Maltese vs Shih Tzu—choosing between these two adorable dogs is a tough decision for anyone to make.
Both are toy breeds and at a first glance, appear quite similar with their long, silky coats, short legs, and sweet faces.
Bred as lap dogs, they were the pampered pets of emperors and royalty.
While these two dogs have many comparable qualities, there are some differences you should be aware of before you make the final decision.
Also be sure to consider the potential health concerns each breed is susceptible to before choosing your new companion.
This article evaluates the differences between the Maltese vs Shih Tzu breeds so you can make an informed comparison.
Maltese vs Shih Tzu
Bear in mind, that these are both lovely, friendly dogs, who adore human companionship. There is no right or wrong choice, only what is right for you based on your personal taste and lifestyle.
Although the Shih Tzu is the more popular of the two breeds, coming in at 20th place compared the Maltese at 33rd, there are far more important factors to consider.
Whichever breed you decide on, buying your puppy from a responsible breeder who has conducted essential health screening is essential.
The difference between Maltese and Shih Tzu dogs
On closer inspection, you’ll notice that the Maltese are actually quite a bit smaller. Their body is compact and square-shaped, whereas the Shih Tzu’s physique is longer and heavier.
The Shih Tzu’s coat is double-layered, whereas the Maltese have a single-layered coat.
The Maltese have larger eyes than the Shih Tzu’s deep-set ones.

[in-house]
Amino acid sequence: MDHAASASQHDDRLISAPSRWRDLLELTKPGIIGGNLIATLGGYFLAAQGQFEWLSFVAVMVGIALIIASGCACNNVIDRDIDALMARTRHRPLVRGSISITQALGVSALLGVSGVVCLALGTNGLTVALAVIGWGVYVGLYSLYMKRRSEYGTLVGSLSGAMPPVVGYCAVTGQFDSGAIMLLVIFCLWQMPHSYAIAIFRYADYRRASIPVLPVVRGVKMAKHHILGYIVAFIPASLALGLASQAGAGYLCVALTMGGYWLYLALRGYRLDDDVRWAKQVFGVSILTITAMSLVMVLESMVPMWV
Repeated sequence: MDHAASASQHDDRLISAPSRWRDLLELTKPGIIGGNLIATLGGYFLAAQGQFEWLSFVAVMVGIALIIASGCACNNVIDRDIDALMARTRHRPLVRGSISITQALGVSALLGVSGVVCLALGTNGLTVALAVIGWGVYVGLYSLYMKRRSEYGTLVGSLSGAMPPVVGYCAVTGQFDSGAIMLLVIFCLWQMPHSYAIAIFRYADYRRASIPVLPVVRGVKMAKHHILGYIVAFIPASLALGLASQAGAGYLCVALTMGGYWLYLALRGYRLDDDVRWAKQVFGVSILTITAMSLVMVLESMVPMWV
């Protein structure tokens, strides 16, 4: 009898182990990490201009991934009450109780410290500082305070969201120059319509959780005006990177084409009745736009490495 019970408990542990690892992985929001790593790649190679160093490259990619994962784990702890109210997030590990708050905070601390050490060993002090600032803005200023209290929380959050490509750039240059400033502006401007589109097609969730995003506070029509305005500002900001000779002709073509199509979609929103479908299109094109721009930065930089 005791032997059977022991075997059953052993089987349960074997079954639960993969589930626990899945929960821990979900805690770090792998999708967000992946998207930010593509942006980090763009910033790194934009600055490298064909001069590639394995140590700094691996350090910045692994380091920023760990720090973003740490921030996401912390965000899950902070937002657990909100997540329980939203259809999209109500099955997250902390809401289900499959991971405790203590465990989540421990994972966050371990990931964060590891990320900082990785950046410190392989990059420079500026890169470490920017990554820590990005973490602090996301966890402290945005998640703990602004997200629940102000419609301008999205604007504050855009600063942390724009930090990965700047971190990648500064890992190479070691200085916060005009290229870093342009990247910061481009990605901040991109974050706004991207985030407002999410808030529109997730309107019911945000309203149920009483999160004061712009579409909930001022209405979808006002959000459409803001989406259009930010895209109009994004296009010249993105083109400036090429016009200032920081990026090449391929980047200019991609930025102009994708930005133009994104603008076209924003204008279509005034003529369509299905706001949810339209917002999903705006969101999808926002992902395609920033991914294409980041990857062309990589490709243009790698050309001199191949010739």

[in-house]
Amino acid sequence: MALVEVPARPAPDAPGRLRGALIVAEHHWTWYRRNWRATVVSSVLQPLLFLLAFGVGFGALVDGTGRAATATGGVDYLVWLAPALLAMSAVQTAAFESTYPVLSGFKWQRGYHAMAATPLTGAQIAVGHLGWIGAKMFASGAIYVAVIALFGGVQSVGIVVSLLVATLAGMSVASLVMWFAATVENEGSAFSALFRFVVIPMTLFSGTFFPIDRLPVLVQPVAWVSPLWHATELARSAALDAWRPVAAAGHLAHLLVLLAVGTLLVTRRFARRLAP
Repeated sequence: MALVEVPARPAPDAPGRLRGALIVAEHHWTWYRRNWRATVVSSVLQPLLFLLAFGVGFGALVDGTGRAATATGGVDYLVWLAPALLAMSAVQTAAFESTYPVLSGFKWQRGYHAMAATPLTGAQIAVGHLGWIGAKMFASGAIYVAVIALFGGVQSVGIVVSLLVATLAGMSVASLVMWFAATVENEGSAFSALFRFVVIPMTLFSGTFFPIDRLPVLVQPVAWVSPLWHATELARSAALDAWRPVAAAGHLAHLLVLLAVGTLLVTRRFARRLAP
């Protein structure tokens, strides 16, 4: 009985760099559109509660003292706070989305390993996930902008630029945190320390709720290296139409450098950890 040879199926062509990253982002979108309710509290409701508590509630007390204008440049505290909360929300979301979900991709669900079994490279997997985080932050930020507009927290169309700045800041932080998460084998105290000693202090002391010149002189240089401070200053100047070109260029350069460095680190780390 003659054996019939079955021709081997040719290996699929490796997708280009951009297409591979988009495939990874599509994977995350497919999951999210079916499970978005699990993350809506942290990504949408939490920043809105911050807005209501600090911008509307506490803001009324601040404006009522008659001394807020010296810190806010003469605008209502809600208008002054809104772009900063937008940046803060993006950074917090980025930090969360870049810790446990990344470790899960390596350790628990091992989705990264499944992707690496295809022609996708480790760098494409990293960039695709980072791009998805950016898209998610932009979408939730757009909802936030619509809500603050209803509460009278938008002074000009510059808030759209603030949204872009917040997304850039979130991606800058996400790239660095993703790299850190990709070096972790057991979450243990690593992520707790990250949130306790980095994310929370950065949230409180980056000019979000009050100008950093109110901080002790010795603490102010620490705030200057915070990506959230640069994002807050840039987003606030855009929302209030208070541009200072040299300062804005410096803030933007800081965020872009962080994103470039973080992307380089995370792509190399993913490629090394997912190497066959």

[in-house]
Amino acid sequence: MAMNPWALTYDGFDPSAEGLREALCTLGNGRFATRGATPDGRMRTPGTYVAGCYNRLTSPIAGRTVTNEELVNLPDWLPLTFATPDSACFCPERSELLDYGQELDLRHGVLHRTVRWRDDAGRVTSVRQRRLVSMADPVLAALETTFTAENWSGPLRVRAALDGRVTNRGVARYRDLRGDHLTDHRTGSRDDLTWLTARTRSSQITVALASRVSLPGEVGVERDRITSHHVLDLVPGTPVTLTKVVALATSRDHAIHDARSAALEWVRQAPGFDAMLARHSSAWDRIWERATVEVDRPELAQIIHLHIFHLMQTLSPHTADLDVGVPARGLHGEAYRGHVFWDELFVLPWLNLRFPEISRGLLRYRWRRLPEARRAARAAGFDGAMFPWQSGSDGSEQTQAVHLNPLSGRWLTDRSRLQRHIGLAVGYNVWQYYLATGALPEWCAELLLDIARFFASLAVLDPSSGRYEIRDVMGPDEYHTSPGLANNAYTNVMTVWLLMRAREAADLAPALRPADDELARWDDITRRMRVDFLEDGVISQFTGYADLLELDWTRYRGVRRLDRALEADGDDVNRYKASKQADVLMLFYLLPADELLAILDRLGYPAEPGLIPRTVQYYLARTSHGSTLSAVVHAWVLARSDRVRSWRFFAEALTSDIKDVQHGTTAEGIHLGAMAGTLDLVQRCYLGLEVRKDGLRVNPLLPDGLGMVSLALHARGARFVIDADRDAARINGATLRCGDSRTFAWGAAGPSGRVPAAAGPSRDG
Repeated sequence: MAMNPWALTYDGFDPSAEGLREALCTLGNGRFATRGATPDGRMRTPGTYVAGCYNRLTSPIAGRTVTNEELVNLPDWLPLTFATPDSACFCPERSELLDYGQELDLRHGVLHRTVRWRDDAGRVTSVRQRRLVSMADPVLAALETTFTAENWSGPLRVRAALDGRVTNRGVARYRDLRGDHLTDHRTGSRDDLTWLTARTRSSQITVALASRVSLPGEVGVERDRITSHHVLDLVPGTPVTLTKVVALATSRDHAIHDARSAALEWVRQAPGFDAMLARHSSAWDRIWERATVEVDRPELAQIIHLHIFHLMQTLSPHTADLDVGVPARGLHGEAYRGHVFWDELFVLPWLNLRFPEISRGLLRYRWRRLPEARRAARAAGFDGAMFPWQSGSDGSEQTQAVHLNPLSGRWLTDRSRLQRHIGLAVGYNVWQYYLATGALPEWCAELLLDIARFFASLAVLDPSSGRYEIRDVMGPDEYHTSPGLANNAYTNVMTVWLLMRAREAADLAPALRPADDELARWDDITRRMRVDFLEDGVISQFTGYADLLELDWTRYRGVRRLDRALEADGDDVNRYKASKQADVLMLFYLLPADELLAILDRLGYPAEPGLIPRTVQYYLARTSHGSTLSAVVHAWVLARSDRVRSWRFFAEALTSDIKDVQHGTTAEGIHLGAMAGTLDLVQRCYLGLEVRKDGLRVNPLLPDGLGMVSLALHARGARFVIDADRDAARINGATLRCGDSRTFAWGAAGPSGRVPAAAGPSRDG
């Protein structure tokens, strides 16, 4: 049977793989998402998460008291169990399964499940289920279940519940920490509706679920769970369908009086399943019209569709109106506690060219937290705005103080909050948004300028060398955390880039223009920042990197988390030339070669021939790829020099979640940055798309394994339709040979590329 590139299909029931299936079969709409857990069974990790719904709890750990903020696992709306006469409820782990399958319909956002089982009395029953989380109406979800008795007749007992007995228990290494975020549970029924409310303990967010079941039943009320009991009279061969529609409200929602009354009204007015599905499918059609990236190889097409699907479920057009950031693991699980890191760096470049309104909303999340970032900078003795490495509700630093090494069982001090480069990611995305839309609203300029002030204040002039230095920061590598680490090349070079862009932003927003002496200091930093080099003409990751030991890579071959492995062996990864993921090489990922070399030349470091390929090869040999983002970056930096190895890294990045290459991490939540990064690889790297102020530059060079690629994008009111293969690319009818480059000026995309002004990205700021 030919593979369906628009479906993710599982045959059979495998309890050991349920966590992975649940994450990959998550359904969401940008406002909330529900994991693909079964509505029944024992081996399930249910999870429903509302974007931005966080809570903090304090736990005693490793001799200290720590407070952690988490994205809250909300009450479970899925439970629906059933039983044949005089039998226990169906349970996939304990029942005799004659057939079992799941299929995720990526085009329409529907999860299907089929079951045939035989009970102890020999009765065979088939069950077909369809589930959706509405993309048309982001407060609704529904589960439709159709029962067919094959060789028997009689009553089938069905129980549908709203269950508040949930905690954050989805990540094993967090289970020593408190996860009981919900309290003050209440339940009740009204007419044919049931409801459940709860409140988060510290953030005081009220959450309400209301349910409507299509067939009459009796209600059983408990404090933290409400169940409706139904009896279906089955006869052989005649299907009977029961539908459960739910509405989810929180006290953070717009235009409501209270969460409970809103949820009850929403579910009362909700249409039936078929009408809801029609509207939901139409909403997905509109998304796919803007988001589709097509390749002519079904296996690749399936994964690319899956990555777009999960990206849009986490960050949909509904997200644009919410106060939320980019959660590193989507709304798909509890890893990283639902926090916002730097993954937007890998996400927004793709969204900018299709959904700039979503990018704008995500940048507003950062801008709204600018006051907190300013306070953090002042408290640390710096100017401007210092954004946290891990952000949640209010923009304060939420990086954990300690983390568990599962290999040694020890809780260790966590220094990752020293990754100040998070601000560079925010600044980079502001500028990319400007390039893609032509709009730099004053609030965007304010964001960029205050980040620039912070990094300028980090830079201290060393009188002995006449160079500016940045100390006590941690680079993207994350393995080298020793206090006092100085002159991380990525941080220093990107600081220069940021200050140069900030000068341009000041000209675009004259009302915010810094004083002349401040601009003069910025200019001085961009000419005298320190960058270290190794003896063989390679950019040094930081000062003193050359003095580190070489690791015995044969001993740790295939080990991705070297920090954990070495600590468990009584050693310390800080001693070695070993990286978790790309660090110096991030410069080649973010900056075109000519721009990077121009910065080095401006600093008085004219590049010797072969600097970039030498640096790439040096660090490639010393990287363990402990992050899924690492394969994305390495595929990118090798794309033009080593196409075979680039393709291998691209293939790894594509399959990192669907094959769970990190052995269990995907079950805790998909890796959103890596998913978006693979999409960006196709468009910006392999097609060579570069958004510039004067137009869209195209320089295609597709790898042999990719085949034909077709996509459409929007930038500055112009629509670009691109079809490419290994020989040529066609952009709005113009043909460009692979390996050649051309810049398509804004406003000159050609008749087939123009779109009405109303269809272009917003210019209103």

The Shih Tzu is known to bark less than many other toy breeds.
The Maltese dog is considered to have an above-average tendency to bark. This makes them excellent watchdogs, but their high-pitched yaps might not appeal to everyone.
Maltese vs Shih Tzu Size
The larger Shih Tzu ranges from 9 to 10.5 inches in height and weighs 9 to 16 lbs.
The diminutive Maltese measures only 7 to 9 inches and weighs under 7 lbs.
Either of these breeds is small enough to be well-suited to apartment living.
Although neither requires much exercise, they do need regular walks and also enjoy running around a fenced yard.
Neither of these dogs is recommended for families with young children.
In fact, many breeders are reluctant to sell toy breeds to homes with children of preschool age. Unintended roughness can be extremely harmful to tiny, fragile puppies.
Maltese vs Shih Tzu Grooming Requirements
Both of these gorgeous dogs possess long, luxurious hair that requires a significant commitment to care that includes daily brushing and regular visits to the groomer.
On the bright side, neither breed sheds very much.
The hair length of these breeds also means it needs to be kept from their eyes to avoid limiting their vision and causing eye irritation.
The Shih Tzu comes in many colors, whereas the Maltese dog is the quintessential little white dog—it’s the only color they come in.
Frequent bathing is required to keep their coat looking snowy rather than discolored.
Maltese vs Shih Tzu Temperament
These breeds are both playful, affectionate, thrive on attention, and are happiest just chilling with you on the sofa.
Despite his tiny size, the Maltese is daring and known to be aggressive with other dogs no matter how big they are. They can get along with other pets if socialized from an early age.